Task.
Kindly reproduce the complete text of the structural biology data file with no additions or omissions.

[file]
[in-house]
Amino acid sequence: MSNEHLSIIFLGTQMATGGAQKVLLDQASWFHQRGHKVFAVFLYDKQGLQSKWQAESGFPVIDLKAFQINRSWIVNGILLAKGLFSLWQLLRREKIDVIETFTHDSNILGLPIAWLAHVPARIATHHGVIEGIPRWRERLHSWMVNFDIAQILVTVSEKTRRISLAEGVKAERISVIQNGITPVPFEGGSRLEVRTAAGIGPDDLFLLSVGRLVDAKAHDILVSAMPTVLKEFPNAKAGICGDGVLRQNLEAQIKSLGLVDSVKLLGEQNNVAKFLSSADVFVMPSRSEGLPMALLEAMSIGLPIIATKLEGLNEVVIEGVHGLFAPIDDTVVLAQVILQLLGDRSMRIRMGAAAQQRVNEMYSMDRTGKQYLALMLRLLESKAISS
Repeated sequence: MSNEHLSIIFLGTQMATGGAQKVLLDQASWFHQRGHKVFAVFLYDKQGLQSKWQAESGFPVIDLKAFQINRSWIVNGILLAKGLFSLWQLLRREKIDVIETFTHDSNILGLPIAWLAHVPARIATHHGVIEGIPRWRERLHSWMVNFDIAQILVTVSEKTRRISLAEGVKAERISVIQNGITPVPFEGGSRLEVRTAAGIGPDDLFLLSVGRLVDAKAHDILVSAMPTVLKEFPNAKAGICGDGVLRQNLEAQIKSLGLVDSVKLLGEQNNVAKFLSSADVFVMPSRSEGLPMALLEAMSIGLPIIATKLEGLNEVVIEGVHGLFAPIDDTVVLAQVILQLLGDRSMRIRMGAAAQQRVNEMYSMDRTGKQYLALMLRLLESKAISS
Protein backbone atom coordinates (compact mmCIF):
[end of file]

[in-house]
Amino acid sequence: MSNEHLSIIFLGTQMATGGAQKVLLDQASWFHQRGHKVFAVFLYDKQGLQSKWQAESGFPVIDLKAFQINRSWIVNGILLAKGLFSLWQLLRREKIDVIETFTHDSNILGLPIAWLAHVPARIATHHGVIEGIPRWRERLHSWMVNFDIAQILVTVSEKTRRISLAEGVKAERISVIQNGITPVPFEGGSRLEVRTAAGIGPDDLFLLSVGRLVDAKAHDILVSAMPTVLKEFPNAKAGICGDGVLRQNLEAQIKSLGLVDSVKLLGEQNNVAKFLSSADVFVMPSRSEGLPMALLEAMSIGLPIIATKLEGLNEVVIEGVHGLFAPIDDTVVLAQVILQLLGDRSMRIRMGAAAQQRVNEMYSMDRTGKQYLALMLRLLESKAISS
Repeated sequence: MSNEHLSIIFLGTQMATGGAQKVLLDQASWFHQRGHKVFAVFLYDKQGLQSKWQAESGFPVIDLKAFQINRSWIVNGILLAKGLFSLWQLLRREKIDVIETFTHDSNILGLPIAWLAHVPARIATHHGVIEGIPRWRERLHSWMVNFDIAQILVTVSEKTRRISLAEGVKAERISVIQNGITPVPFEGGSRLEVRTAAGIGPDDLFLLSVGRLVDAKAHDILVSAMPTVLKEFPNAKAGICGDGVLRQNLEAQIKSLGLVDSVKLLGEQNNVAKFLSSADVFVMPSRSEGLPMALLEAMSIGLPIIATKLEGLNEVVIEGVHGLFAPIDDTVVLAQVILQLLGDRSMRIRMGAAAQQRVNEMYSMDRTGKQYLALMLRLLESKAISS
Protein backbone atom coordinates (compact mmCIF):